C02) Analyzer 868.1200 Indwelling Blood Oxygen Partial Pressure (P 02) Analyzer 868.1730 Oxygen Uptake Computer 868.2375 Breathing Frequency Monitor 868.2450 Lung Water Monitor 868.5160 Gas Machine for Anesthesia or Analgesia 868.5330 Breathing Gas Mixer 868.5400 Electroanesthesia Apparatus 868.5440 Portable Oxygen Generator 868.5470 Hyperbaric Chamber 868.5610 Membrane Lung (for Long-Term Pulmonary Support) 868.5830 Autotransfusion Apparatus 868.5880 Anesthetic Vaporizer 868.5895 Continuous Ventilator 868.5925 Powered Emergency Ventilator 868.5935 External Negative Pressure Ventilator 868.5955 Intermittent Mandatory Ventilation Attachment 870.1025 Arrhythmia Detector and Alarm 870.1750 External Programmable Pacemaker Pulse Generator 870.3535 Intra-aortic Balloon and Control System 870.3545 Ventricular Bypass (Assist) Device 870.3600 External Pacemaker Pulse Generator 870.3610 Implantable Pacemaker Pulse-Generator 870.3700 Pacemaker Programmers 870.4220 Cardiopulmonary Bypass Heart-Lung Machine Console 870.4320 Cardiopulmonary Bypass Pulsatile Flow Generator 870.4330 Cardiopulmonary Bypass On-Line Blood Gas Monitor 870.4360 Nonroller-Type Cardiopulmonary Bypass Blood Pump 870.4370 Roller-Type Cardiopulmonary Bypass Blood Pump 870.4380 Cardiopulmonary Bypass Pump Speed Control 870.5225 External Counter-Pulsating Device 870.5300 DC-Defibrillator Low Energy (Including Paddles) 876.5270 Implanted Electrical Urinary Continence Device 876.5630 Peritoneal Dialysis System and Accessories 876.5820 Hemodialysis System and Accessories 876.5860 High Permeability Hemodialysis System 876.5870 Sorbent Hemoperfusion System 876.5880 Isolated Kidney Perfusion and Transport System and Accessories 880.5130 Infant Radiant Warmer 880.5400 Neonatal Incubator 880.5410 Neonatal Transport Incubator 880.5725 Infusion Pump 882.5820 Implanted Cerebellar Stimulator 882.5830 Implanted Diaphragmatic/Phrenic Nerve Stimulator 882.5840 Implanted Intracerebral/Subcortical Stimulator For Pain Relief 882.5850 Implanted Spinal Cord Stimulator for Bladder Evacuation 882.5860 Implanted Neuromuscular Stimulator 882.5870 Implanted Peripheral Nerve Stimulator for Pain Relief 882.5880 Implanted Spinal Cord Stimulator for Pain Relief 884.1700 Hysteroscopic Insufflator 884.1730 Laparoscopic Insufflator 884.2660 Fetal Ultrasonic Monitor and Accessories 892.5050* Medical Charged-Particle Radiation Therapy System 892.5300* Medical Neutron Radiation Therapy System 892.5700* Remote Controlled Radionuclide Applicator System 892.5750* Radionuclide Radiation Therapy System 892.5900* X-ray Radiation Therapy System * The device classifications specified previously with an asterisk include radiation treatment planning systems that are accessories to these device types.
B. Post Medical Device Amendments Class III Devices and Devices not yet Classified
Automated Blood Cell and Plasma Separator for Therapeutic Purposes Cardioconverter, Implantable Defibrillator, Automatic Implantable Cardioverter Defibrillator, Implantable, Dual-Chamber Device, Thermal Ablation, Endometrial Kit, Test, Alpha-Fetoprotein for Neural Tube Defects Lipoprotein, Low Density, Removal Pulse-Generator, Dual Chamber, Implantable Pulse-Generator, Program Module Pulse-Generator, Single Chamber Pulse-Generator, Single Chamber, Sensor Driven, Implantable Pump, Drug Administration, Closed Loop Pump, Infusion, Implanted, Programmable Separator for Therapeutic Purposes, Membrane Automated Blood Cell/ Plasma Stimulator, Cortical, Implanted (for Pain) Stimulator, Electrical, Implanted, for Parkinsonian Tremor Stimulator, Sacral Nerve, Implanted Stimulator, Spinal-Cord, Totally Implanted for Pain Relief Stimulator, Subcortical, Implanted for Epilepsy System, Pacing, Temporary, Acute, Internal Atrial Defibrillation Ventilator, High Frequency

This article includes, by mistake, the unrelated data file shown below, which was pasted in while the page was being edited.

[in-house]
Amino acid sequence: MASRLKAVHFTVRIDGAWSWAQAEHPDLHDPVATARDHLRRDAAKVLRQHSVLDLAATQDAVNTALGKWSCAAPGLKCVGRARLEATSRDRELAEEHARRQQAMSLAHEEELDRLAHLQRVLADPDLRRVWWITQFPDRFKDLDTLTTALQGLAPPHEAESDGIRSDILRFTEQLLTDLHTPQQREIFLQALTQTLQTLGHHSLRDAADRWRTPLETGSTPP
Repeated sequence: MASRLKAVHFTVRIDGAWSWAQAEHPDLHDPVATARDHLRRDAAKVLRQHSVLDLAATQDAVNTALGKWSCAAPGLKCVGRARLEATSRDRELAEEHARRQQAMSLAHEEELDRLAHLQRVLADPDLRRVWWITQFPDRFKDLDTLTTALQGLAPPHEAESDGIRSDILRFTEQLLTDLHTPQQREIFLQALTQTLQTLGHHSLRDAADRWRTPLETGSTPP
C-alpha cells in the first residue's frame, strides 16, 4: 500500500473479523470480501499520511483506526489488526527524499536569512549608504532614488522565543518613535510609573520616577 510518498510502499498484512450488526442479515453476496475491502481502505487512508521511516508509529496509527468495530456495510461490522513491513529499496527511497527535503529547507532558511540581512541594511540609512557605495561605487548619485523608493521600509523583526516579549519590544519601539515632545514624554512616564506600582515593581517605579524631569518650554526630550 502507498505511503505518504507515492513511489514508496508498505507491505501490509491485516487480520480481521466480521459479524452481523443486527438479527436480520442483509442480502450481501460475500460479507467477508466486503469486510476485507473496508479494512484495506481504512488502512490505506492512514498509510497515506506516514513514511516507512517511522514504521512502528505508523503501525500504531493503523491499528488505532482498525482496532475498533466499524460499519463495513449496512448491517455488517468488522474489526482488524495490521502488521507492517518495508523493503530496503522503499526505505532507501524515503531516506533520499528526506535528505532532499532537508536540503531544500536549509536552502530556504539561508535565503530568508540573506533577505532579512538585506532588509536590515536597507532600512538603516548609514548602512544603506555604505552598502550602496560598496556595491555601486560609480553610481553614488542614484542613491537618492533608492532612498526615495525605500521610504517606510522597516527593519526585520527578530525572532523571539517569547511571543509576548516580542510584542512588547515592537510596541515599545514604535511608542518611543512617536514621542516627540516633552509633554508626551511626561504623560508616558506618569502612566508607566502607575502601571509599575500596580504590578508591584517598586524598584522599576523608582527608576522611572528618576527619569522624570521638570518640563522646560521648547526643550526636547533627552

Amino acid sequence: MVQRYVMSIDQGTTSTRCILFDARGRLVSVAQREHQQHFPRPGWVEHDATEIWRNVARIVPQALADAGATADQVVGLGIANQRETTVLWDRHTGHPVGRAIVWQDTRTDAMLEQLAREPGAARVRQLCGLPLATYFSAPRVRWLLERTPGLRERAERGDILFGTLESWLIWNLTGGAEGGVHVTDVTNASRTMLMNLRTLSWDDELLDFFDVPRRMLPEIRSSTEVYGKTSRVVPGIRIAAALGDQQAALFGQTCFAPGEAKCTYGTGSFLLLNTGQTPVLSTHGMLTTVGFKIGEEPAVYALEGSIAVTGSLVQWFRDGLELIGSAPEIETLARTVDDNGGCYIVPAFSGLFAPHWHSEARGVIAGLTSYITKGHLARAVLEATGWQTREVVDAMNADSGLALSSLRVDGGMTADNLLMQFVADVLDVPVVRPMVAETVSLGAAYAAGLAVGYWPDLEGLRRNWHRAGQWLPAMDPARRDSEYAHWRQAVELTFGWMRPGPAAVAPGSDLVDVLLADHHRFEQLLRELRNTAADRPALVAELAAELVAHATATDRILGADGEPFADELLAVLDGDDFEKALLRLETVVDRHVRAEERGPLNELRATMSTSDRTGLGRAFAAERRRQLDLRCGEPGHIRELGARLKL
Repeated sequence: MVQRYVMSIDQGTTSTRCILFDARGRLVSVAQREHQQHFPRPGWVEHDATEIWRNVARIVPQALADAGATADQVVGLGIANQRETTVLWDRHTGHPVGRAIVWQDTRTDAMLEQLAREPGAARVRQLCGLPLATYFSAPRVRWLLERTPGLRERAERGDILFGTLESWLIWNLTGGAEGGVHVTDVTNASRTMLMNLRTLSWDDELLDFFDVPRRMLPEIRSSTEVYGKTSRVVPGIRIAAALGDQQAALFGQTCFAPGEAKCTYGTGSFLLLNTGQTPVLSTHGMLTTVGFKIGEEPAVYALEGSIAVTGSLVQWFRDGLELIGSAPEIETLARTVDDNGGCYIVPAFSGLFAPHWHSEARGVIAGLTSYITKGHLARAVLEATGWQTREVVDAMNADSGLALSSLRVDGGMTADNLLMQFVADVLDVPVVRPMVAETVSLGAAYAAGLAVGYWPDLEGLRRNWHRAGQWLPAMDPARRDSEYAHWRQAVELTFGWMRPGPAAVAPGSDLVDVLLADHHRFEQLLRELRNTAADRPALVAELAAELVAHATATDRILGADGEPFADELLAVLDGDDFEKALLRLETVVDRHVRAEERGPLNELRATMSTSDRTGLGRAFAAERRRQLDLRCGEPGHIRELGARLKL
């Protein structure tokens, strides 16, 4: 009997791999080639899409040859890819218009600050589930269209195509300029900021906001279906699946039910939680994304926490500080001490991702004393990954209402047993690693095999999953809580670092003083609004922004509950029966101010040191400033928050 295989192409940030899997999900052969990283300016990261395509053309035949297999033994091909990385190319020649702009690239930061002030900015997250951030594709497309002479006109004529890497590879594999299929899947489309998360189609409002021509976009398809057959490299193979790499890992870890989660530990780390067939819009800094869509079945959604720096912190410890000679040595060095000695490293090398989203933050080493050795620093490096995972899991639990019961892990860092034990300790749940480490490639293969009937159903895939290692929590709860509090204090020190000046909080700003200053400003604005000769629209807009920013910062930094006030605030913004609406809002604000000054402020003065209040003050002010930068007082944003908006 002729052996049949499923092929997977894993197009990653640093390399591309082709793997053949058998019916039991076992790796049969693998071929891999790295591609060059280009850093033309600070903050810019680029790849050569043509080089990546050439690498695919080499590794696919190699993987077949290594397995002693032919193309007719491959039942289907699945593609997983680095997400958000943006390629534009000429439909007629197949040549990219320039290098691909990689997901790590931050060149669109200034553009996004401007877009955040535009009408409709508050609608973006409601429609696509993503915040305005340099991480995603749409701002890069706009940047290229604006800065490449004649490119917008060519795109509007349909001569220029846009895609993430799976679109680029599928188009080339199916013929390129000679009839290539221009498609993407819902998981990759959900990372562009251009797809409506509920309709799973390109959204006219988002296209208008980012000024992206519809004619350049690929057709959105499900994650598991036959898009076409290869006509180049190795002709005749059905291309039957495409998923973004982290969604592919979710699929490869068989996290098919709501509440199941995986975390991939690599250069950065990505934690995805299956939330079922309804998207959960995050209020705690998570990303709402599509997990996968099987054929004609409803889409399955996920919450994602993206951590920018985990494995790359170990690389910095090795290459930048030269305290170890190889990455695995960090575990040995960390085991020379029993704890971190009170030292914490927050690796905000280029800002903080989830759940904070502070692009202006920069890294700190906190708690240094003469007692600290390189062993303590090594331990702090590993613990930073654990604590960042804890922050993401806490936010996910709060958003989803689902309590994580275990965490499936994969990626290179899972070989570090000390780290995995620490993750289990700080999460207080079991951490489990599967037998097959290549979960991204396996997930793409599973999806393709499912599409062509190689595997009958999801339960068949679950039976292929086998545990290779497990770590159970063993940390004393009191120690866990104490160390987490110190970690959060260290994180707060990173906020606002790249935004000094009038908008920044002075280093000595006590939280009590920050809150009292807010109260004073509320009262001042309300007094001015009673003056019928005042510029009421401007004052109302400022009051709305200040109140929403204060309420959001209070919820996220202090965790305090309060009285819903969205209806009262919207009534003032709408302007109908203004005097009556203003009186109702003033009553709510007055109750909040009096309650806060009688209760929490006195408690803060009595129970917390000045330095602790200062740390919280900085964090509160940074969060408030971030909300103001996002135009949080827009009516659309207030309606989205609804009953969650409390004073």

-- Charli Claypool (firstname.lastname@example.org), December 20, 1999.
Holy guacamole! Is there ANYTHING that WON'T be affected?!
-- cin (email@example.com), December 20, 1999.
This thread is meandering all over the place!
As to the spectrum allocation proposed, it's in the same neighborhood as X10 devices use for their "air" link (as opposed to the power line side of the system). If you're not familiar with X10 stuff, look over www.x10.com. They've been around a long time -- Radio Shack was selling their controllers about 20 years ago.
Anyway, "ultra-low power" devices in that band are going to have a range of maybe 20 feet (or less) in the applications they're describing. Looks like they're looking for a way of having chronically critical people get on the monitoring equipment without having to waste minutes hooking them up. Just roll them up next to the monitoring machine, and see the results immediately.
I don't see anything sinister there.
-- Ron Schwarz (firstname.lastname@example.org), December 21, 1999.
Hit the ARRL's website and check their various pages to see if there's mention of the band allocation. Hams (Amateur Radio enthusiasts) are ALWYAS watchign to see who wants what frequencies and why, since they have to fight to keep their bands. They even watch for changes in band allocations that don't directly impact the amateur bands. (Nearest Ham band to that is ~440 MHz.)
O d d O n e, who happens to also be a Ham...
-- OddOne (email@example.com), December 21, 1999.
Ummmm... where's the article? Both links got me a blank page.
Time is 2:11 pm, EST
-- Arewyn (firstname.lastname@example.org), December 21, 1999.